The palace on the island was originally intended to also have a casino, small villa or palace, higher up on the island when it was started by Carlo III Borromeo in 1630. However, it was his sons,Vitaliano VI Borromeo and Cardinal Giberto III Borromeo who dropped the casino idea and concentrated on the introduction of a garden to compliment the palace with the notion that the island should appear to be a ship sailing across the lake.  As you can imagine the Borromeo were, and are, a very wealthy family so why not think grand.

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You arrive on the island and enter via the palace.  I was so distracted by visiting the garden, which as a partner RHS garden I got to use my RHS membership card to enter, that I hadn’t really considered what the palace would be like.  As with many Italian palaces and villas particularly in this area the furniture is predominantly dark wood and quite heavy and there is lots of marble which isn’t surprising as there are two large quarry mines on the shores of Lake Maggiore.

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But entering this large state-room which was the height of the palace took your breath away.  Not only the size and height but the coolness of the pale blue and white after the darkness of the other rooms.

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The ground floor or I suppose basement is taken over by a huge grotto.  The walls and floor are covered in mosaic patterns made up of pebbles of different colours.  It is quite bizarre and I found it a little oppressive.  The palace is still in the Borromeo family’s ownership and they visit in September – bit like royalty. But to the garden.  Having been directed around the palace you exit into a very classical italianesque space.

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Up some stairs and then up and round another set with a tightly clipped hedge running on both sides.

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Sadly I had missed the flowering of the Agapanthus in these pots but they must look stunning.  Then you are confronted with the extravagance that is the garden of Isola Bella.

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It’s like a mad wedding cake on steroids with all the bells and whistles.

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As you can see the walls have the same pebble mosaic as the palace grotto and was no doubt completed around the same time.  Unsurprisingly I was more drawn to the ferns at the bottom of the walls than the in your face bedding.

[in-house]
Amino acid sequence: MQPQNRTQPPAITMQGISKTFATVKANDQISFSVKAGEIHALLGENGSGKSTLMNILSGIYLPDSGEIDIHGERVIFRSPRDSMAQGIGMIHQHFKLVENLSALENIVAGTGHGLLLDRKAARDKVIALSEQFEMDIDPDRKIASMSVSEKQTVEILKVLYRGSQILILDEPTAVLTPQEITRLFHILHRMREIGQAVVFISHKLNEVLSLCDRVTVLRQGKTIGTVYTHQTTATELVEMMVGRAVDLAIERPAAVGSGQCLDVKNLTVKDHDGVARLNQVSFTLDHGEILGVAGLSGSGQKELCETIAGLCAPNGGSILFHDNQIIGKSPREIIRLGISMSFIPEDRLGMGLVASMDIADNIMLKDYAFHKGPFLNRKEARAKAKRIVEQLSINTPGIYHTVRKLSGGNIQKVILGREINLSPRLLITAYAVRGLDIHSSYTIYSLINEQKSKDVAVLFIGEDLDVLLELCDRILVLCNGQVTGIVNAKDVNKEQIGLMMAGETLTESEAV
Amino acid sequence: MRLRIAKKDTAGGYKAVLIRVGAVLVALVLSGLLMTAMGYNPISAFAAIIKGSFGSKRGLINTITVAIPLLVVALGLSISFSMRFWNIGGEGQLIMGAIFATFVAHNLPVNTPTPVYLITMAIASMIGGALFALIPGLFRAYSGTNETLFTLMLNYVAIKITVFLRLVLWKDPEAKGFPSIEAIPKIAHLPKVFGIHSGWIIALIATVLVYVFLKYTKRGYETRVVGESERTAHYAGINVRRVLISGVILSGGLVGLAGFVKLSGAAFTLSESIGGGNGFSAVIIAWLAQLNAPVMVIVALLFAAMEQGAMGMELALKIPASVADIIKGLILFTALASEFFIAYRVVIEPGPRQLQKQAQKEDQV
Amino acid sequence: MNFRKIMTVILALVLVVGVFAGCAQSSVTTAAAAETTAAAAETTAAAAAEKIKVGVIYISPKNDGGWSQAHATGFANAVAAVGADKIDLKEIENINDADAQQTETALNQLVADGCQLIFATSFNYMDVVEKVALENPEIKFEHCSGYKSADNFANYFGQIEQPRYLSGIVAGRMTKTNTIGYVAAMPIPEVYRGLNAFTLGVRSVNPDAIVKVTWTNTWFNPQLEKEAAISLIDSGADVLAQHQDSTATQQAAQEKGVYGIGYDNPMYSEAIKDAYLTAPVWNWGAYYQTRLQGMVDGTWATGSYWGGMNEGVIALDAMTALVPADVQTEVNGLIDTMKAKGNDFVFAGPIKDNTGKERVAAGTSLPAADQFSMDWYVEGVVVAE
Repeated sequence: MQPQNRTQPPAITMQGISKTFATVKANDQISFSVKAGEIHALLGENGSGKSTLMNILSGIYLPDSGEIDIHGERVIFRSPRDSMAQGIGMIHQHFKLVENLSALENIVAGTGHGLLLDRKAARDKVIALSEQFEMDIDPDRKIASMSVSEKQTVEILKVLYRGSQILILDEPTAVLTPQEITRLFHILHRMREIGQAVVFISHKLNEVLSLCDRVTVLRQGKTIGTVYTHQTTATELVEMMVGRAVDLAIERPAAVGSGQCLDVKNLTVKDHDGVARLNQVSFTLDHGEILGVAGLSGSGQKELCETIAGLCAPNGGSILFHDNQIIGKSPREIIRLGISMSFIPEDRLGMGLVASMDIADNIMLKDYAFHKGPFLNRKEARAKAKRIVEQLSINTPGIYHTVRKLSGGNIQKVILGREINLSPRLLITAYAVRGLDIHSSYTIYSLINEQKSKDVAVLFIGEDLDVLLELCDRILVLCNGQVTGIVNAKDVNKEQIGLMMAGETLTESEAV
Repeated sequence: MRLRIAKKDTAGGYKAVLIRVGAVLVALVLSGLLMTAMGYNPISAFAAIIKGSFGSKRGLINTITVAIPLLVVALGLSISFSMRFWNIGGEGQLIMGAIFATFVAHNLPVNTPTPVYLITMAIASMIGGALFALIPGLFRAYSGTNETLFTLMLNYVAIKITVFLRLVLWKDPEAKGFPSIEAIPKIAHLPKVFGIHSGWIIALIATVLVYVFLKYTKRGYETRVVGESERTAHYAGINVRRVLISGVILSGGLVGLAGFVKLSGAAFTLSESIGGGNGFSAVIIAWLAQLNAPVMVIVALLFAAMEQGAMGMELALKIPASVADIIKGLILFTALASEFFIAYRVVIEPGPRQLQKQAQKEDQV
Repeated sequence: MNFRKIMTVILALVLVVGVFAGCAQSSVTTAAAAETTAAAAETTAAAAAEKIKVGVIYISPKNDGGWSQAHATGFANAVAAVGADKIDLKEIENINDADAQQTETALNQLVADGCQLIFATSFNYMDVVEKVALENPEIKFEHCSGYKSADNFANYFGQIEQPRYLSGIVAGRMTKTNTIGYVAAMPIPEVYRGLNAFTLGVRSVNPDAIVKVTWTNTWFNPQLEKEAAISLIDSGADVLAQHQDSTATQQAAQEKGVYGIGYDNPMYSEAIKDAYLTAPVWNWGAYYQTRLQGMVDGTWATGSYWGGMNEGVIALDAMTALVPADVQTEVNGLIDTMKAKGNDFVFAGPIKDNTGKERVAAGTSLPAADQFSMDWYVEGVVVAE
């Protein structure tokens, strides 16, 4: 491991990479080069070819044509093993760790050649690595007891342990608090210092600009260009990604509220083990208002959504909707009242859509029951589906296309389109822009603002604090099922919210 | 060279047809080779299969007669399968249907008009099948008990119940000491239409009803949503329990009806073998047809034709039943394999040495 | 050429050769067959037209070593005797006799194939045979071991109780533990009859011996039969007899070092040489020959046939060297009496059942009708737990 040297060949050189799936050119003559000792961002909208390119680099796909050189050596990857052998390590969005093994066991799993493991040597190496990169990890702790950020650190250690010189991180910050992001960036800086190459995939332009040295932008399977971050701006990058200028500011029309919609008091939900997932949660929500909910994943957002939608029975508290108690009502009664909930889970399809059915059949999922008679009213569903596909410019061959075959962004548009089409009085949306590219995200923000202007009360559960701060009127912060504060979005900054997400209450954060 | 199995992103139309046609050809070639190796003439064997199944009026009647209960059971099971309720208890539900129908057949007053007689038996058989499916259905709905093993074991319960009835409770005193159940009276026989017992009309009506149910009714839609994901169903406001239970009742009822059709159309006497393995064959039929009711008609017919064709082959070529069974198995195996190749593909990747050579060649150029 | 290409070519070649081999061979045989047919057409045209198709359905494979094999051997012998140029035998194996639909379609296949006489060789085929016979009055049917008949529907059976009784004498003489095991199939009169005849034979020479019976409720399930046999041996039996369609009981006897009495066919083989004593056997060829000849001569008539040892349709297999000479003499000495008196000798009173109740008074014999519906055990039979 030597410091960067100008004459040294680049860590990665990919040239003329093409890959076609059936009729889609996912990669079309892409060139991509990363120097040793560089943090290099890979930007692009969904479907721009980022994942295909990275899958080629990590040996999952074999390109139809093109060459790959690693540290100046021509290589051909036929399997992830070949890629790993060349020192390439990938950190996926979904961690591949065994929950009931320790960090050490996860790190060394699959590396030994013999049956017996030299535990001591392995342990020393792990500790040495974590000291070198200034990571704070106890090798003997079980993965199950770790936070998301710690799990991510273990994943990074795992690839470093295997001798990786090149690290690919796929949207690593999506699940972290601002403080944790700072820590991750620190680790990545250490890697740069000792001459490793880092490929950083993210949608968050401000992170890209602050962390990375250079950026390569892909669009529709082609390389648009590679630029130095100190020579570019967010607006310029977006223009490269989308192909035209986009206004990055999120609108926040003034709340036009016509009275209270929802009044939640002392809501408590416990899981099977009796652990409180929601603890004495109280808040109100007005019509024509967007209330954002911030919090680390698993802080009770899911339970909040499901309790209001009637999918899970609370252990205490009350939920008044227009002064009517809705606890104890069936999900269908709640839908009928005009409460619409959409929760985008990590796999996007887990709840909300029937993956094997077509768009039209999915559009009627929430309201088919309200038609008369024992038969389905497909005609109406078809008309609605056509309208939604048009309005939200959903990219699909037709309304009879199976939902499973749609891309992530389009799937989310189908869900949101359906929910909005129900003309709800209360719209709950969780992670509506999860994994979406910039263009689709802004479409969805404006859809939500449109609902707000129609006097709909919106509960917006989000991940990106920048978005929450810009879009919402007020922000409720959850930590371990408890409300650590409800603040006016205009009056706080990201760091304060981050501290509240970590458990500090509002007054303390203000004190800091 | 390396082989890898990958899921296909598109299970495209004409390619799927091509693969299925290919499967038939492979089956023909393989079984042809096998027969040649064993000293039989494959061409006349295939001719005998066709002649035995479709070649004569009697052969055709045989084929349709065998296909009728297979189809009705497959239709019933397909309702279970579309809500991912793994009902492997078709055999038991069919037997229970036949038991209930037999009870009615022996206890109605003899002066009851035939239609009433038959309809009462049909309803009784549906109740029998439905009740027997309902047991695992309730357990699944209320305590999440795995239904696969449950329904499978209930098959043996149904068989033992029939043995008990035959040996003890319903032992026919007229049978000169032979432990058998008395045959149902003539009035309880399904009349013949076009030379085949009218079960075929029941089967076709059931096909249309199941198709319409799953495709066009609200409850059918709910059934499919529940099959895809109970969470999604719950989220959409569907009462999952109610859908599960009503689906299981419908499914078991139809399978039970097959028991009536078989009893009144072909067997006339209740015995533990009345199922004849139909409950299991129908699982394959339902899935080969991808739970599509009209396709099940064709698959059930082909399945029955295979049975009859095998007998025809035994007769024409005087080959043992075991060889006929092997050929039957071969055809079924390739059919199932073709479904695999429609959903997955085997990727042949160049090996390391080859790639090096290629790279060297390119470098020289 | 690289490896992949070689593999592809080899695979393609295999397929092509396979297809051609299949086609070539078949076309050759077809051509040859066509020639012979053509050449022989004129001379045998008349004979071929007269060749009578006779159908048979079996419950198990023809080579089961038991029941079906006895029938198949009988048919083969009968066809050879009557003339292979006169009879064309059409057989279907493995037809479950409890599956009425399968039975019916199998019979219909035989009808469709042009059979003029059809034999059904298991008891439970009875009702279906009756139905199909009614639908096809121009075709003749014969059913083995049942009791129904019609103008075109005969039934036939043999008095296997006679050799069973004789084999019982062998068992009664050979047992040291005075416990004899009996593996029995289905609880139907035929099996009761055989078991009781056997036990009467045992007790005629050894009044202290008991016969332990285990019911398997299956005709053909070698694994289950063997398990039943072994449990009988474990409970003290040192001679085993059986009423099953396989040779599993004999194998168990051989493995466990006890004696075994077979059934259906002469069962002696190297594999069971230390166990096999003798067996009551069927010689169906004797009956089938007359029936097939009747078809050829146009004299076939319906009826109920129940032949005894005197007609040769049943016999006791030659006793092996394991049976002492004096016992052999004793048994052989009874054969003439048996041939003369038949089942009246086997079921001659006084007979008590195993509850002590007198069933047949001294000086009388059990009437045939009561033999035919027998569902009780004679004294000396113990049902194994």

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The edifice, I can think of no other word for it, sits at the highest point of the garden and 2014_07220186is surrounded by terraces which accommodate the slope.  Some are quite narrow (as above) and some are large.  This gives a good variety of spaces and atmospheres.  Moving away from the bedazzling centrepiece you find quiet areas of ferns and other shade lovers, huge bamboos and wonderful magnolias.  2014_072202032014_07220205There are also white peacock, of course, which strut around demanding food from visitors.

2014_07220170You cannot fault the horticultural standards of the garden, it is immaculate.  On the day we visited there had been high temperatures, for some days, but also winds and then when we were there downpours but there was hardly a leaf on the ground, unlike on the main land, and all the plants looked incredibly healthy.  Whilst this style of garden really isn’t my thing I found it interesting to note how they had used the different aspects of each of the four sides of the edifice to accommodate different plant needs.  So one side was a rose garden, another had citrus fruit, another rubeckias and yet another flowering shrubs.

But all the time you are distracted by the beautiful views across the lake to the mainland and its villages with their picturesque terracotta roofs and the alps in the background.  It was almost as though the planting had to be over the top to keep the attention of the visitor. The planting and statues certainly shout for your attention and personally on a bright sunny day I found it a little too much – even one of my son’s commented that he was surprised I had wanted to visit as he didn’t think it was my sort of garden.

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Would I recommend a visit? Absolutely if you are in the area. It is a wonderful and exuberant confection of all things horticulture and brings a smile to your face even on the hottest and humid of days.

 

 

 

 

 

 

 

 

Posted in days out, Gardens, July, Visiting Gardens | Tagged , , , | 10 Comments

Three go to Northern Italy – Lake Orta

Lake Maggiore - the Borromean Bay

Lake Maggiore – the Borromean Bay